that's all a lot heavier than i planned on it being. so i'm gonna go back and force myself to do this last half-day of work before holiday-itis takes over and i can't be arsed to do anything smarter than drink eggnog.
there is a woman i work with. she is not a good teacher. she just spent 10 minutes on the weekly conference call telling me all the ways in which i'm doing it wrong.

the one time i've gotten to observe her teaching, she literally read word for word everything on the slides she presented. she offered no interpretation, she made no explanation of why the material was there or how it was relevant to itself or anything else. she simply flipped through a skeletal slide show and read the bullet points. word for word. to engineers.

my complaint wasn't that the tool is incapable of being used to field student questions, which is what she kept telling me how to do. my complaint is that the tool stifles the sort of discussion that is the POINT of having an instructor-led training. the tool reduces me to a live recording with an online-chat-based tech support function. i like to teach because i like the energy exchange between myself and a room full of people. i like the feedback i get from the audience, and a blinking smiley face icon in 10x10 pixels is NOT a substitute for that. i felt like i poured my energy out all over the keyboard and microphone all week and i only got a return on that for about 3 minutes of the 4 hour session when a brave soul would venture to ask a conjectural question.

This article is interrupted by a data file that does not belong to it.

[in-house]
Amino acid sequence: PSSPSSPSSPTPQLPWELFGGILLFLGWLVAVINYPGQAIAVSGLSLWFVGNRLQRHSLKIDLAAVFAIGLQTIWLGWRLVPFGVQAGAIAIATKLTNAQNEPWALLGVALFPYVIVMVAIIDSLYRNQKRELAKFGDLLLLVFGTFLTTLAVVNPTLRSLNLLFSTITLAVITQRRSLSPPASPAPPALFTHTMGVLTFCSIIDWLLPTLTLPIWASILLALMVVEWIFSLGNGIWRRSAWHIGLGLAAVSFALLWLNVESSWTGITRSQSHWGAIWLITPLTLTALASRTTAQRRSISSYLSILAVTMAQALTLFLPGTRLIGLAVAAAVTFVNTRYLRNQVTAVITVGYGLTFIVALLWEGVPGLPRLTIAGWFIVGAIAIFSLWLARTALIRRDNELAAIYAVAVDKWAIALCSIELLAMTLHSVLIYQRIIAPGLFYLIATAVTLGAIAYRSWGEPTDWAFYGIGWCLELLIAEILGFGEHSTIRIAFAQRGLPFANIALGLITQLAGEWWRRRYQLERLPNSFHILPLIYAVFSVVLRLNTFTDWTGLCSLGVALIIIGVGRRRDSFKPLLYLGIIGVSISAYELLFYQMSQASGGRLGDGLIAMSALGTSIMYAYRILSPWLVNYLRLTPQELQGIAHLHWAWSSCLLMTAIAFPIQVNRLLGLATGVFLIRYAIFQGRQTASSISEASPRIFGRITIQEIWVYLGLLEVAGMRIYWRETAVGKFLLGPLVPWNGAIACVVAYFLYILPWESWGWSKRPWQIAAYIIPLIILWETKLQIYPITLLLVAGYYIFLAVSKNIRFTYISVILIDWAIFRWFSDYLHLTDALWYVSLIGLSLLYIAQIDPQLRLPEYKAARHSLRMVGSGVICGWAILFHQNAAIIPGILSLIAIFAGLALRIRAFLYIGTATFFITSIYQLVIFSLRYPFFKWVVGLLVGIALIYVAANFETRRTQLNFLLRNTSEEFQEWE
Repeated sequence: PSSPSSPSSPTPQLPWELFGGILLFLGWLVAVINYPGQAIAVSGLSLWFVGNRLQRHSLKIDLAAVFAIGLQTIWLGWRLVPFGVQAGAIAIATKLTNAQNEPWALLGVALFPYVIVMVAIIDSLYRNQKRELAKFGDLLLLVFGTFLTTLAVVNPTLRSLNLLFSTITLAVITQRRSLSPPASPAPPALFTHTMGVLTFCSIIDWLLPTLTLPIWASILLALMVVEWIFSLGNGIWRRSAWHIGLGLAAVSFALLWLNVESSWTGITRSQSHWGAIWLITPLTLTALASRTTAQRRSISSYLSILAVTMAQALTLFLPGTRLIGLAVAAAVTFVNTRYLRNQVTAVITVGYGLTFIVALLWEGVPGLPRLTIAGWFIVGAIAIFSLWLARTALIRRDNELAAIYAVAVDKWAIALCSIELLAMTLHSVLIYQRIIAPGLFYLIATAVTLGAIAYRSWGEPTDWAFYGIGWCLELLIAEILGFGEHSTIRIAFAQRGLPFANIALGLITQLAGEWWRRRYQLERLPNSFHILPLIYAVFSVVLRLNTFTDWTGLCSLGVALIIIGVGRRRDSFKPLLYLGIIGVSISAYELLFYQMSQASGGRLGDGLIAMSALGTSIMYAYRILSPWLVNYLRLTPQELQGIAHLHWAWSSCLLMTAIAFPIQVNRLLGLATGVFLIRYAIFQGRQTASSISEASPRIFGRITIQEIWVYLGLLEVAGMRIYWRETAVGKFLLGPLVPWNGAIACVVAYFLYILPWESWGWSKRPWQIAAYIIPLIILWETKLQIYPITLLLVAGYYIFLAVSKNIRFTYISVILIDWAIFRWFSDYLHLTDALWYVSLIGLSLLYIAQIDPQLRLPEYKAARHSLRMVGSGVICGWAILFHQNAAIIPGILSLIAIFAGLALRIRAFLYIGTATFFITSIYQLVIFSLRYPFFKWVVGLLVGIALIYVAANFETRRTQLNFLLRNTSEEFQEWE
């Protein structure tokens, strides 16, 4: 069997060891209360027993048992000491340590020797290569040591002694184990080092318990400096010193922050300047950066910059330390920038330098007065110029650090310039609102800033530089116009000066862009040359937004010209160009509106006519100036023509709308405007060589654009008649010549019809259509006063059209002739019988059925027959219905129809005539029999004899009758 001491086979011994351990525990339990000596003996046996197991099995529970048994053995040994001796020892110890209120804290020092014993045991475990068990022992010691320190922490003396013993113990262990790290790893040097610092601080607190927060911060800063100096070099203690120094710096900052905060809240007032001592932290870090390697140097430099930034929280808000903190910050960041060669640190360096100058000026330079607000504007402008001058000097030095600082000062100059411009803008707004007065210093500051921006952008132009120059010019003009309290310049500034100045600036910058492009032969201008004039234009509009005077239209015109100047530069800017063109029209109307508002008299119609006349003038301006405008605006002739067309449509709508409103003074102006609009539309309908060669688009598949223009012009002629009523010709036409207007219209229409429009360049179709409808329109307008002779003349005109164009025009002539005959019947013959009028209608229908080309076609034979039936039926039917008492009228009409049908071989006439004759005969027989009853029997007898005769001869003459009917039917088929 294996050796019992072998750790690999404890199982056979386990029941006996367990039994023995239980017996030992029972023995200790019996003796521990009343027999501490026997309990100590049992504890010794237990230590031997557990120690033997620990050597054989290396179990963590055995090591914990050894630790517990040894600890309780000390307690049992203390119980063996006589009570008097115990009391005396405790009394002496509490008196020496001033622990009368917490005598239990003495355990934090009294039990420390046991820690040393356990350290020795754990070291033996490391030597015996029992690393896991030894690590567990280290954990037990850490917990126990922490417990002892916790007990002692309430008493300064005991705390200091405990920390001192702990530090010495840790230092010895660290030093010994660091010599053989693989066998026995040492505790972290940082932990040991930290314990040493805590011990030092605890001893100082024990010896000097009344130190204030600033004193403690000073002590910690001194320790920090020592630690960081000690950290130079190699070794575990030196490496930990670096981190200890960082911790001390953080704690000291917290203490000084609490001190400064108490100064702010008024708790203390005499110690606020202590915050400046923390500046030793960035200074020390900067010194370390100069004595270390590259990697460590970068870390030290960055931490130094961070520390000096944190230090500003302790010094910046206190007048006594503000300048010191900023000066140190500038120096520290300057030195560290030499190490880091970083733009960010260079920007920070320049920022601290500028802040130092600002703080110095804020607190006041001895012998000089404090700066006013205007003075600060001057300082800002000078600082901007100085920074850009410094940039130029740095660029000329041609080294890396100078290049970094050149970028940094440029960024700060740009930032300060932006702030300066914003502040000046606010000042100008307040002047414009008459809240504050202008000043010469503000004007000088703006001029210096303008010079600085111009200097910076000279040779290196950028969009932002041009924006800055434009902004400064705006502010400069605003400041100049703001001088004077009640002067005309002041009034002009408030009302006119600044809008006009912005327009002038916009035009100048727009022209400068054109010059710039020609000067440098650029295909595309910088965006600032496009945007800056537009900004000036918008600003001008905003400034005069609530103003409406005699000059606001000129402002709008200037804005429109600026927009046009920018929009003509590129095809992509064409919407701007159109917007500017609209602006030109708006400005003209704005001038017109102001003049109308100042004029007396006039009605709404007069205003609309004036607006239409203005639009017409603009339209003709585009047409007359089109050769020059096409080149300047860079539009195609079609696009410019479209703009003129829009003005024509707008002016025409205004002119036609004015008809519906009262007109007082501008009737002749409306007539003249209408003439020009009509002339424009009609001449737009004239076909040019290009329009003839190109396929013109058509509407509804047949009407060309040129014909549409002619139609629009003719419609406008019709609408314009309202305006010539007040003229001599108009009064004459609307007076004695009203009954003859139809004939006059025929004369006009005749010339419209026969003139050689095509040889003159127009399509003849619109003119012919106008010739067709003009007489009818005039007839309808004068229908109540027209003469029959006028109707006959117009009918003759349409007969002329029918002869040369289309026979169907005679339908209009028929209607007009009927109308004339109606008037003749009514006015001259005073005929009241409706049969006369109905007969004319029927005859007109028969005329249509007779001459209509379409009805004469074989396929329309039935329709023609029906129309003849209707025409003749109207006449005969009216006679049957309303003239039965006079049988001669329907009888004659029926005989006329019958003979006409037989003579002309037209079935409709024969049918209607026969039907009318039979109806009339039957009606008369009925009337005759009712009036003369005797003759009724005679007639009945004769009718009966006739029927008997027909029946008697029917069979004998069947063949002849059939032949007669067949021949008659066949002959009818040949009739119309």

seriously, it's like trying to converse with deaf people when you don't know sign. yes, you can fingerspell and yes, you can write and yes, you can ultimately get the essential points across. but you can't call that HAVING CONVERSATION. when the medium stifles the exchange, it's time to get a new medium.

this is my GRRRRRRRRRRR face.
for madknits whom i love. a recipe for vegetarian gumbo. i am now going to weep piteously if he comments on this and tells me he's non-ovo vegetarian.

but, if he ever hauls his fabulous carcass down here, me and kristenred can cook him some gumbo that he can damn well eat. whoo!